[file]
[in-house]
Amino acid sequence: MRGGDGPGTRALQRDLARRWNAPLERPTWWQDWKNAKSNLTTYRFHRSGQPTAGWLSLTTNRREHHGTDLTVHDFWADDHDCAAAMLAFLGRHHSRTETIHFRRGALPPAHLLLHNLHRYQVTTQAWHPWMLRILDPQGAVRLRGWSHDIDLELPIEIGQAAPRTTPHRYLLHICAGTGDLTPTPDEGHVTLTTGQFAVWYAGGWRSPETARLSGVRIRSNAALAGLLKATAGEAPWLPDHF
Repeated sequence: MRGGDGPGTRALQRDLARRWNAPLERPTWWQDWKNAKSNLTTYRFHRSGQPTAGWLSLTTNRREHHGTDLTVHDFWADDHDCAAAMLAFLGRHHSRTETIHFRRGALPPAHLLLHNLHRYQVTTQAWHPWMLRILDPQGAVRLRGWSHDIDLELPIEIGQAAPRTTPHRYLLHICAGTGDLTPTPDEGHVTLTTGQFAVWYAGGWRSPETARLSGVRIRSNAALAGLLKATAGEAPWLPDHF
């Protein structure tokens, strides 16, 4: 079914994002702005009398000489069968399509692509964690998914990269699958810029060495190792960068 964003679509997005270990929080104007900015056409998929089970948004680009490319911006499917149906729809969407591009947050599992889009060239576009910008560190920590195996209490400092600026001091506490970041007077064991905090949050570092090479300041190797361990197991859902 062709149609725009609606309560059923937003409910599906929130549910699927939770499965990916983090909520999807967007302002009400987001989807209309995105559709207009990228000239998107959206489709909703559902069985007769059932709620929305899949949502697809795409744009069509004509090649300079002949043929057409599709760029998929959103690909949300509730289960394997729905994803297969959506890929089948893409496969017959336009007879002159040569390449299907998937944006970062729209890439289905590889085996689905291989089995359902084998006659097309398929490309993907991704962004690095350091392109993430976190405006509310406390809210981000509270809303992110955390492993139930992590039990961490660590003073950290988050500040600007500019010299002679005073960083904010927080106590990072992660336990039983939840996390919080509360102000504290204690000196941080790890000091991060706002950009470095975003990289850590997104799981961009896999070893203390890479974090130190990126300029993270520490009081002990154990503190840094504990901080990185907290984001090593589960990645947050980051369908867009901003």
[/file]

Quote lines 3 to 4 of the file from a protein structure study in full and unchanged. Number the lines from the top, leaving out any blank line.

Repeated sequence: MRGGDGPGTRALQRDLARRWNAPLERPTWWQDWKNAKSNLTTYRFHRSGQPTAGWLSLTTNRREHHGTDLTVHDFWADDHDCAAAMLAFLGRHHSRTETIHFRRGALPPAHLLLHNLHRYQVTTQAWHPWMLRILDPQGAVRLRGWSHDIDLELPIEIGQAAPRTTPHRYLLHICAGTGDLTPTPDEGHVTLTTGQFAVWYAGGWRSPETARLSGVRIRSNAALAGLLKATAGEAPWLPDHF
């Protein structure tokens, strides 16, 4: 079914994002702005009398000489069968399509692509964690998914990269699958810029060495190792960068 964003679509997005270990929080104007900015056409998929089970948004680009490319911006499917149906729809969407591009947050599992889009060239576009910008560190920590195996209490400092600026001091506490970041007077064991905090949050570092090479300041190797361990197991859902 062709149609725009609606309560059923937003409910599906929130549910699927939770499965990916983090909520999807967007302002009400987001989807209309995105559709207009990228000239998107959206489709909703559902069985007769059932709620929305899949949502697809795409744009069509004509090649300079002949043929057409599709760029998929959103690909949300509730289960394997729905994803297969959506890929089948893409496969017959336009007879002159040569390449299907998937944006970062729209890439289905590889085996689905291989089995359902084998006659097309398929490309993907991704962004690095350091392109993430976190405006509310406390809210981000509270809303992110955390492993139930992590039990961490660590003073950290988050500040600007500019010299002679005073960083904010927080106590990072992660336990039983939840996390919080509360102000504290204690000196941080790890000091991060706002950009470095975003990289850590997104799981961009896999070893203390890479974090130190990126300029993270520490009081002990154990503190840094504990901080990185907290984001090593589960990645947050980051369908867009901003």